Although the invention described here is primarily utilized for an HFC cable system, it may also be applied to other types of systems, such as wireless communication systems. In fact, the technique may be applied to any system where it is desirable to deal with distortion and interference separately.

FIG. 1, numeral 100, shows a multiple-access communication system in which several remote users, (120), (130), (140), (150) and (160) are communicating via a shared medium with a headend, (110), having a receiver and transmitter (170). In particular, the shared medium may be a HFC cable plant. In a bi-directional HFC cable plant, the headend broadcasts to multiple users via a downstream link, while users transmit towards the headend via the upstream link. The upstream link is typically of poor quality and suffers from many impairments. Among these impairments, the dominant one is typically ingress noise which may be of significant magnitude relative to the user transmitted signal due to the noise funneling effect. In addition to ingress noise, the distortion caused by the micro-reflections may also become a significant factor when the data signal is modulated at a high symbol rate. The device for distortion compensation and interference suppression of the present invention may be used in a headend receiver which is receiving upstream burst transmissions from the users in the form of modulated digital data signals.

FIG. 2, numeral 200, shows one embodiment of a device for efficiently detecting a data signal in the presence of distortion and interference in accordance with the present invention. The device is utilized for estimating a signal point sequence {X(k)}, from a received signal that is {X(k)} received in the presence of distortion and interference. The device includes: A) a storage unit (210), operably coupled to a decision unit (220), for storing at least a first candidate sequence, wherein each candidate sequence represents a candidate estimated sequence {Xi(k)}, i=1 . . . N where i is a positive integer and N represents a total number of stored candidate sequences; B) an ISI canceller (280), operably coupled to receive at least the received signal, for providing, for each candidate sequence, a first modified received signal having minimized distortion; C) an interference suppresser (290), operably coupled to the ISI canceller (280) and the storage unit (210), for providing a second modified received signal having minimized distortion and interference; and D) the decision unit (210), operably coupled to the interference suppresser (290) for estimating the sequence {X(k)}, based at least in part on the second modified received signal/signals, and for storing said candidate sequence/sequences in the storage unit (210), and outputting a final estimate of the sequence {X(k)}.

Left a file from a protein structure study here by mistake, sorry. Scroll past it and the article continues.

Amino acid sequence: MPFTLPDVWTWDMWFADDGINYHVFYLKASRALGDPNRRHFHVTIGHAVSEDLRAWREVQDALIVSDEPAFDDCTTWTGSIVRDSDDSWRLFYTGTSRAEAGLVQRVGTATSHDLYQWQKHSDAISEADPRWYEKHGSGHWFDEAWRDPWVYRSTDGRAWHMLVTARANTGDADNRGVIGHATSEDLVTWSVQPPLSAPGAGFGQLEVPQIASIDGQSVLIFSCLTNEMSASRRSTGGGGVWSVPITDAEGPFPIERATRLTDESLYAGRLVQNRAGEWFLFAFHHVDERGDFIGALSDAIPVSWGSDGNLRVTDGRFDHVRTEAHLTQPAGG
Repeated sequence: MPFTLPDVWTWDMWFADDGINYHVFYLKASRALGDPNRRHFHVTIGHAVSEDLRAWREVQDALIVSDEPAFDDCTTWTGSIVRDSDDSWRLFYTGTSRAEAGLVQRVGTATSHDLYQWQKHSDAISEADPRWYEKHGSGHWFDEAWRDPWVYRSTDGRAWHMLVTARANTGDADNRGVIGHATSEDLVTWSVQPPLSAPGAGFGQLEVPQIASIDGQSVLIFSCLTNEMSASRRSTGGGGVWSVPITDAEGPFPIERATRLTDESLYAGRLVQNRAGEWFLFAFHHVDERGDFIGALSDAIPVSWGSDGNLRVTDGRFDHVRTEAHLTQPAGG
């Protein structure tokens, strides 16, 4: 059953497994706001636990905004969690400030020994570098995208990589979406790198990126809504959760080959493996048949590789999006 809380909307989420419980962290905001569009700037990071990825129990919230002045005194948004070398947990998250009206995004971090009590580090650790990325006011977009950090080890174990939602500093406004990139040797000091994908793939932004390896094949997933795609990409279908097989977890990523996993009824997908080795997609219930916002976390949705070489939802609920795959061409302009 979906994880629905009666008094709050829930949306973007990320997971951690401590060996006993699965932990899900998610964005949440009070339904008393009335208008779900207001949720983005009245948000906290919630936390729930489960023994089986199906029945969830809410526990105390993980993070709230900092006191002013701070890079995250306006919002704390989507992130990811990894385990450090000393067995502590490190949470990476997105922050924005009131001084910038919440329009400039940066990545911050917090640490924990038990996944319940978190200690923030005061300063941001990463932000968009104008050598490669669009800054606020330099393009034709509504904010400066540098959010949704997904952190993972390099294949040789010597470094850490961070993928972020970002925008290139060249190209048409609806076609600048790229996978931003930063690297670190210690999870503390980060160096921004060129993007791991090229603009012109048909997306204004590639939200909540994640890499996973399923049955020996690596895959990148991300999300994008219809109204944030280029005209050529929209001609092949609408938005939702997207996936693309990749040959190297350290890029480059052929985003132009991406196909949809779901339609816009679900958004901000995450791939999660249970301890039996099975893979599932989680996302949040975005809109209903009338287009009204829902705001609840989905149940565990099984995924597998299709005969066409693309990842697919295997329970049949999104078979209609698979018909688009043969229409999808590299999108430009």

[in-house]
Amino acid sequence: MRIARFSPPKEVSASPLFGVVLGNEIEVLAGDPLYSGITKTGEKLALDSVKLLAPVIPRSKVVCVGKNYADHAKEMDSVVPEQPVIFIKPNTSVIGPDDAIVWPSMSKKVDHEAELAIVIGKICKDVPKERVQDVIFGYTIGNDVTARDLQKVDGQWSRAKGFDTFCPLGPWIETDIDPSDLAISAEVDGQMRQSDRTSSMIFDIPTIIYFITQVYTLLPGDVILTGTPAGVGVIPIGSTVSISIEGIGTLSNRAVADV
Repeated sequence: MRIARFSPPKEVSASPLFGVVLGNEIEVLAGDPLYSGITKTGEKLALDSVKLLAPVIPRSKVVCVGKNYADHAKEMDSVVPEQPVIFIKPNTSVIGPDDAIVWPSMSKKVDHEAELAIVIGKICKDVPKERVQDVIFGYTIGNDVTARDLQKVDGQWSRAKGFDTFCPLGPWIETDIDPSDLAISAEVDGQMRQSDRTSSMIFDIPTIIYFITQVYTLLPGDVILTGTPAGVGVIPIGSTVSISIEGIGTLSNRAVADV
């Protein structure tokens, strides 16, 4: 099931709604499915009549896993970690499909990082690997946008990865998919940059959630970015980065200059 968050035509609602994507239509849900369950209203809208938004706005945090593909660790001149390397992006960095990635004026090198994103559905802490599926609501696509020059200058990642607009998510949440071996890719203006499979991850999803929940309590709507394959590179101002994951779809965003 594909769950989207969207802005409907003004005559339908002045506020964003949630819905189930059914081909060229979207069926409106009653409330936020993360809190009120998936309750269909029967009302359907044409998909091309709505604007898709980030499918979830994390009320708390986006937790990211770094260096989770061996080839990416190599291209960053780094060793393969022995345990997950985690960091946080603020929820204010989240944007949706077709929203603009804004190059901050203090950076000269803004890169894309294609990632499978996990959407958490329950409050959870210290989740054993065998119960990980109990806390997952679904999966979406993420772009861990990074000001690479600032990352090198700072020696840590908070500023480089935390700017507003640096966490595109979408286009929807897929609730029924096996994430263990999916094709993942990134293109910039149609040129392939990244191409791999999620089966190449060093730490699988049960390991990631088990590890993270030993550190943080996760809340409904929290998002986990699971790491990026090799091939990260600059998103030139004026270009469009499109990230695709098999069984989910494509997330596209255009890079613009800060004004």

In one embodiment, the ISI canceller generally includes: A) a subtractor (250), operably coupled to receive the received signal and an estimate of ISI from a distortion filter (230), for subtracting, for each candidate sequence, the estimate of ISI from the received signal to generate the first modified received signal; and B) the distortion filter (230), operably coupled to the storage unit (210), for determining the estimate of intersymbol interference in the received signal, wherein said estimate is computed for a given time index n by the distortion filter (230) based on at least one past sample of the candidate sequence.

The interference suppresser (290; 304; 404) typically includes: A) a first subtractor (260; 360; 460), coupled to receive the first modified signal and an estimate of interference from an interference suppression filter (240), for subtracting the estimate of interference from the first modified signal to generate the second modified signal; B) an interference suppression filter (240; 340; 440), coupled to receive a difference signal, for determining, for each candidate sequence, the estimate of interference, wherein said estimate of interference at a given time index n is computed by the interference suppression filter based on at least one past sample of the difference signal; and C) a second subtractor (270; 370; 470) coupled to receive the first modified signal and to the storage unit, for subtracting, the candidate sequence from the corresponding first modified signal to provide the difference signal for the interference suppression filter (240; 340; 440).